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Ceridwen Dovey's debut novel, Blood Kin, is being published in thirteen countries. She grew up in South Africa and Australia, and now lives in New York City.
Dovey's debut novel opens in the tense moments preceding a coup d'etat in which the president is deposed and replaced by an also nameless commander. However, this tale of regime change is related by seemingly minor functionaries: the president's barber, his portraitist, and his chef. The novel uses no given or place names, instead situating everything-and most everyone-in proximity to the chief executive. As the commander assumes the reins of power, we come to realize that the designation "his" refers not to a person, but to the very vestments of power. The introduction of a subsequent tier of narrators, each placed at a further remove (i.e., his chef's daughter, his portraitist's wife) reveals that power is not self-executing: it depends on the efforts of countless "minor functionaries" whose neat haircuts, official portraits, and splendid meals both create and nourish the pleasing forms that power assumes. This cautionary tale, a character study of power and caprice, is highly recommended for libraries with strong fiction collections.-Chris Pusateri, Jefferson Cty. P.L., Lakewood, CO Copyright 2007 Reed Business Information.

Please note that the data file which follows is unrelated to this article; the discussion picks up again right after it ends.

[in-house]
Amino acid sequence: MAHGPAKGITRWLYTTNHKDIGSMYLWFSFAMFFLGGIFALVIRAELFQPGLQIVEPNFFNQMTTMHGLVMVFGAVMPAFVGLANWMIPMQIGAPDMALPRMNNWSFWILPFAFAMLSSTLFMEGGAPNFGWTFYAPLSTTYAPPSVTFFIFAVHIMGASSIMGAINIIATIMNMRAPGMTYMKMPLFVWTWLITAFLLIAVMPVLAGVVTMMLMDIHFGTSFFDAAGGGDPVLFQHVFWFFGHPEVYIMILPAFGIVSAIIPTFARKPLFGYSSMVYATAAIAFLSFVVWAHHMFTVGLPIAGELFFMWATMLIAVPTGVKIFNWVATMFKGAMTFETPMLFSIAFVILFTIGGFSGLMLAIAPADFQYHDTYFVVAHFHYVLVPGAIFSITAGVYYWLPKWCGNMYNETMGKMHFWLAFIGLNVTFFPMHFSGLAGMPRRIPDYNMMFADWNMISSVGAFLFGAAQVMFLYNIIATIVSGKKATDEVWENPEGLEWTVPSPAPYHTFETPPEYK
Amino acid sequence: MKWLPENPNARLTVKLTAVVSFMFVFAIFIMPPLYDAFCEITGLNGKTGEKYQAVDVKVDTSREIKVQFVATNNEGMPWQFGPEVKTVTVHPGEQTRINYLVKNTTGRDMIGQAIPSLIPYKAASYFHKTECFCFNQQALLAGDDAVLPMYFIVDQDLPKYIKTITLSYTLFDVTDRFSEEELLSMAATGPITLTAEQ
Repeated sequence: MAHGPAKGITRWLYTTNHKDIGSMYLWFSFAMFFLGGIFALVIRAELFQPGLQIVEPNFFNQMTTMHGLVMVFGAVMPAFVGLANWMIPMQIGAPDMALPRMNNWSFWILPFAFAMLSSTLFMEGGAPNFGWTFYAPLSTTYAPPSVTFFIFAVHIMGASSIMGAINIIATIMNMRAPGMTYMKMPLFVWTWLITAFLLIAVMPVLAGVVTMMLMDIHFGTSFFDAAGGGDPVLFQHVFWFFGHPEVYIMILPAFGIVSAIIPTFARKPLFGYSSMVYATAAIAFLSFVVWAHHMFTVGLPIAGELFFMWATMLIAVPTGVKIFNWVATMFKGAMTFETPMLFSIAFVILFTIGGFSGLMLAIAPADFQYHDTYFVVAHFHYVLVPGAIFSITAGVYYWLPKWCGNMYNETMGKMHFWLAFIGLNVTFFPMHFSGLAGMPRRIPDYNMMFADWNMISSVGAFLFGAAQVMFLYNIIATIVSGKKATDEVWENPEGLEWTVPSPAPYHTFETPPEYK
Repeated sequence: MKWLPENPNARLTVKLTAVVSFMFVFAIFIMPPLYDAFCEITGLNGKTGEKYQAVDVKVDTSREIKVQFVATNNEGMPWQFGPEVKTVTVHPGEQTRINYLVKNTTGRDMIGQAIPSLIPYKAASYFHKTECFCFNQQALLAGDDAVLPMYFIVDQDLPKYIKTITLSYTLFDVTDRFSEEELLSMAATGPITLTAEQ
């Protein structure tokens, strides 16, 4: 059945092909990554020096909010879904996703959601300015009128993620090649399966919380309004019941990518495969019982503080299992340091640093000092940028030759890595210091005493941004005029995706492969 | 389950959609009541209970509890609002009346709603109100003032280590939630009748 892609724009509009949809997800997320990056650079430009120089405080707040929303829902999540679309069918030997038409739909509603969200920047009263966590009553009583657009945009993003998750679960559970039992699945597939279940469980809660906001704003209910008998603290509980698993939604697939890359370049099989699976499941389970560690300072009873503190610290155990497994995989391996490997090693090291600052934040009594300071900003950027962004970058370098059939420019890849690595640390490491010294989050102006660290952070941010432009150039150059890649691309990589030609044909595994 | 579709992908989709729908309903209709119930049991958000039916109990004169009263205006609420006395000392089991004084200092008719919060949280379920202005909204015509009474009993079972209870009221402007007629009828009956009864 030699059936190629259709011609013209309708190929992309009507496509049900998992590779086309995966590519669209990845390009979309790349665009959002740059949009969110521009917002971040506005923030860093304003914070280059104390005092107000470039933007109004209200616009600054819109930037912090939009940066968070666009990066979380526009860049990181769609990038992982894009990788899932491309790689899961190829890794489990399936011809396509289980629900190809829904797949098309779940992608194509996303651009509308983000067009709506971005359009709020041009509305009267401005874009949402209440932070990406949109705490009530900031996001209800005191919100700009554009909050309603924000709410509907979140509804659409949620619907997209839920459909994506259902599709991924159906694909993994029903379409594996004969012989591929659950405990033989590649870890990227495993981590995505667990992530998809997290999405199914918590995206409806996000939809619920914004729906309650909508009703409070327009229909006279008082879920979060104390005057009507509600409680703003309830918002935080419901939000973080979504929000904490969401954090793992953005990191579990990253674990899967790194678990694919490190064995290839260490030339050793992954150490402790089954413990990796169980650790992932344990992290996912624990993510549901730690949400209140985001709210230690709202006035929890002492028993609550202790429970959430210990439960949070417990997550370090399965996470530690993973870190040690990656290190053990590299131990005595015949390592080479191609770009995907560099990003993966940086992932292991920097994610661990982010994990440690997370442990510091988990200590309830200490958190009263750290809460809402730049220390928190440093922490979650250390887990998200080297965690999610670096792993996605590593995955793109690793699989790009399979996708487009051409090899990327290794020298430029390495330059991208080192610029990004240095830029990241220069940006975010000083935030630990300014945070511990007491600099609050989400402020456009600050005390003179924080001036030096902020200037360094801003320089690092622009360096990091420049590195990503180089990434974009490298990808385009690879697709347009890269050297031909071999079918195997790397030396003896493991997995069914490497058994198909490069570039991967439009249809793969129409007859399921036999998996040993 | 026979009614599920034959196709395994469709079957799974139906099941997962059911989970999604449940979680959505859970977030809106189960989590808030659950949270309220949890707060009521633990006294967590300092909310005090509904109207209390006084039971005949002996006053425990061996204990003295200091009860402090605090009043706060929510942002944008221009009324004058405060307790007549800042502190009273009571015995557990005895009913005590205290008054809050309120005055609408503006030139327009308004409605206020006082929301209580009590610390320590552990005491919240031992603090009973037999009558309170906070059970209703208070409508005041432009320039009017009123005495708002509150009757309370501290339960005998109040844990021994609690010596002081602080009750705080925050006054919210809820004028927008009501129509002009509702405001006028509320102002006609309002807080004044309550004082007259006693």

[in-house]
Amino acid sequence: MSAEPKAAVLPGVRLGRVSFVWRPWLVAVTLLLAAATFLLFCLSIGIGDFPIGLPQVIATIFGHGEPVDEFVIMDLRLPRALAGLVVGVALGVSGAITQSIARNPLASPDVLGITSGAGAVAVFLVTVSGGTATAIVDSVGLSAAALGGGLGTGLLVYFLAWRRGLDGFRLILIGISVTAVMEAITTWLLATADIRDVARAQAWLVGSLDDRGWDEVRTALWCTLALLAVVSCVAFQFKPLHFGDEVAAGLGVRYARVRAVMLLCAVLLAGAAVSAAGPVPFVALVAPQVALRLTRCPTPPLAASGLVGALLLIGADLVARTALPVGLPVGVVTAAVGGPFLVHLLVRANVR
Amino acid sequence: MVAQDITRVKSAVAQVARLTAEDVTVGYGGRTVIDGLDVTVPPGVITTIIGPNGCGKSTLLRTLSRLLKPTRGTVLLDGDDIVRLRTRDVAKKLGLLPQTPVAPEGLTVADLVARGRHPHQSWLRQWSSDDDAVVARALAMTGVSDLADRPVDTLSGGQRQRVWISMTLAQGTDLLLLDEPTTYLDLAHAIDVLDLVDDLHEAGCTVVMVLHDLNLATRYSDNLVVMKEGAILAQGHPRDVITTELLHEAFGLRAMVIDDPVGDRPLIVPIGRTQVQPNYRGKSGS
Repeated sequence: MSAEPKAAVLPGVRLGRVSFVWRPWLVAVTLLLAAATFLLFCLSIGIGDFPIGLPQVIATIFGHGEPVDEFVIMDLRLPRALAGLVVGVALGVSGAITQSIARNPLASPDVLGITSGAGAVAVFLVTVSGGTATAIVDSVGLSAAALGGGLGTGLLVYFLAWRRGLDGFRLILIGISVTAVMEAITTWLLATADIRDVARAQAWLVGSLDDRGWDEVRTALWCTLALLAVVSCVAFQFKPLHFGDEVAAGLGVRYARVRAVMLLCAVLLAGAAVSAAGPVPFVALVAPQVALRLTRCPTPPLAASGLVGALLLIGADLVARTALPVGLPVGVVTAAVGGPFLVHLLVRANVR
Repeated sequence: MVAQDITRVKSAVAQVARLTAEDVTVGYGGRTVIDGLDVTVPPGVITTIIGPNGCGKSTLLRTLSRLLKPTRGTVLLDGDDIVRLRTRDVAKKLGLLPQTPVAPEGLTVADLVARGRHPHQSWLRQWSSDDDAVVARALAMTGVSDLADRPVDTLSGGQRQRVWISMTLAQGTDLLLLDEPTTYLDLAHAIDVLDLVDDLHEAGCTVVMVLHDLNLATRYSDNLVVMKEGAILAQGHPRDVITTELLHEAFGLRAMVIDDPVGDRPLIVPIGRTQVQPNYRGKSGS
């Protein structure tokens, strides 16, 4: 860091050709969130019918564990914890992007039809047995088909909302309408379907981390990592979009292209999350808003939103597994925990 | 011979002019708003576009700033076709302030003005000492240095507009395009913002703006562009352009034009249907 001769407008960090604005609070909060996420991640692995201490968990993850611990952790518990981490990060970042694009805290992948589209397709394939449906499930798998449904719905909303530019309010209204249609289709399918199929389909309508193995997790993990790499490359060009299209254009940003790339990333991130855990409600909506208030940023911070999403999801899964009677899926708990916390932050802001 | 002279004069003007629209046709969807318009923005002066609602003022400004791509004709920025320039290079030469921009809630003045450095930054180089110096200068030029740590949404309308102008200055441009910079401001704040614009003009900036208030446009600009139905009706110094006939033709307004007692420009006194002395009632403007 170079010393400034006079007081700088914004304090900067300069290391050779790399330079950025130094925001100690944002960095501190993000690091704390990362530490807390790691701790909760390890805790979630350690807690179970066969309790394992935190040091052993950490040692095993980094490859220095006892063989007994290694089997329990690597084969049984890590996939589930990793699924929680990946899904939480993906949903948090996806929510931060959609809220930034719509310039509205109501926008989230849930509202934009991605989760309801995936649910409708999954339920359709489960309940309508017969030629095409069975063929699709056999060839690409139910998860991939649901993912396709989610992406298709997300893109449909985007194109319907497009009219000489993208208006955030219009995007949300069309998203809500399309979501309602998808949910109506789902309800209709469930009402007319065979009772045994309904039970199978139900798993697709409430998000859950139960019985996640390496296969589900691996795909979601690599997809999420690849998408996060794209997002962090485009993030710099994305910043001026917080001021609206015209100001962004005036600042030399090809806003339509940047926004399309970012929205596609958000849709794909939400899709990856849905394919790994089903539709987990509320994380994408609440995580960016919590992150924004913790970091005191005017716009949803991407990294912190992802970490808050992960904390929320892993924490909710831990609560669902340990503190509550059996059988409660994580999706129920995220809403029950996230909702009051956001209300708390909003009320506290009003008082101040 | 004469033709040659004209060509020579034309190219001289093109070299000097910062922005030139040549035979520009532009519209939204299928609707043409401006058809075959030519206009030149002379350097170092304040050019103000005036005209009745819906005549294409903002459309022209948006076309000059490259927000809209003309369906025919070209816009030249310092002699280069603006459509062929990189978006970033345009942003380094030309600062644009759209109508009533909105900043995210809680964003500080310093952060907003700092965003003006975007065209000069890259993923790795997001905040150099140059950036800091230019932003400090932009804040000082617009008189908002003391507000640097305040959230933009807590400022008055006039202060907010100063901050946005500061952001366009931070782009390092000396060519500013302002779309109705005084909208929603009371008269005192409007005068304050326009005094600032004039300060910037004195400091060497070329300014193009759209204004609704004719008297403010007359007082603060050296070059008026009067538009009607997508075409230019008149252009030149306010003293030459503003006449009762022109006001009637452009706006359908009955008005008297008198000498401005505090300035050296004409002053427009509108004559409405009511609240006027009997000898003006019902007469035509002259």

Anthropology doctoral student Dovey's smart debut novel traces events in the lives of three functionaries in the entourage of the president of an unnamed country who is overthrown by the "Commander." Dovey divides the book into three sections. The first section is devoted to the three men: the president's chef, barber and portraitist. The second section is told by three women: the chef's daughter, the barber's late brother's fiance and the portraitist's wife. The third section operates as a coda, bringing about a second coup. The Commander imprisons the three men in the presidential residence, thinking, at first, of punishing them as subordinates to the old regime. (The portraitist's wife is also imprisoned, for reasons that are obvious to everyone but the cuckolded portraitist.) However, as the Commander samples the chef's food and the barber's skills, he softens his stance toward them. As for the portraitist, he proves too pathetic to punish. Meanwhile, the barber and the Commander's wife commence a dangerous affair, and the chef tries to figure out how to use it to his advantage. Dovey's prose gives the events an air of magic and allows this small, fable-like story to plainly illustrate the old axiom about power's ability to corrupt. (Mar.) Copyright 2007 Reed Business Information.
"A precise and terrifying debut novel." -The New York Times Book Review "Dovey's surgical prose and cool apprehension of the machinations of ambition and lust make her a writer to watch." -O, The Oprah Magazine "Taut and remarkably self-assured first novel . . . there's a knowing sensuality to the novel's sparsely lyric passages." -Los Angeles Times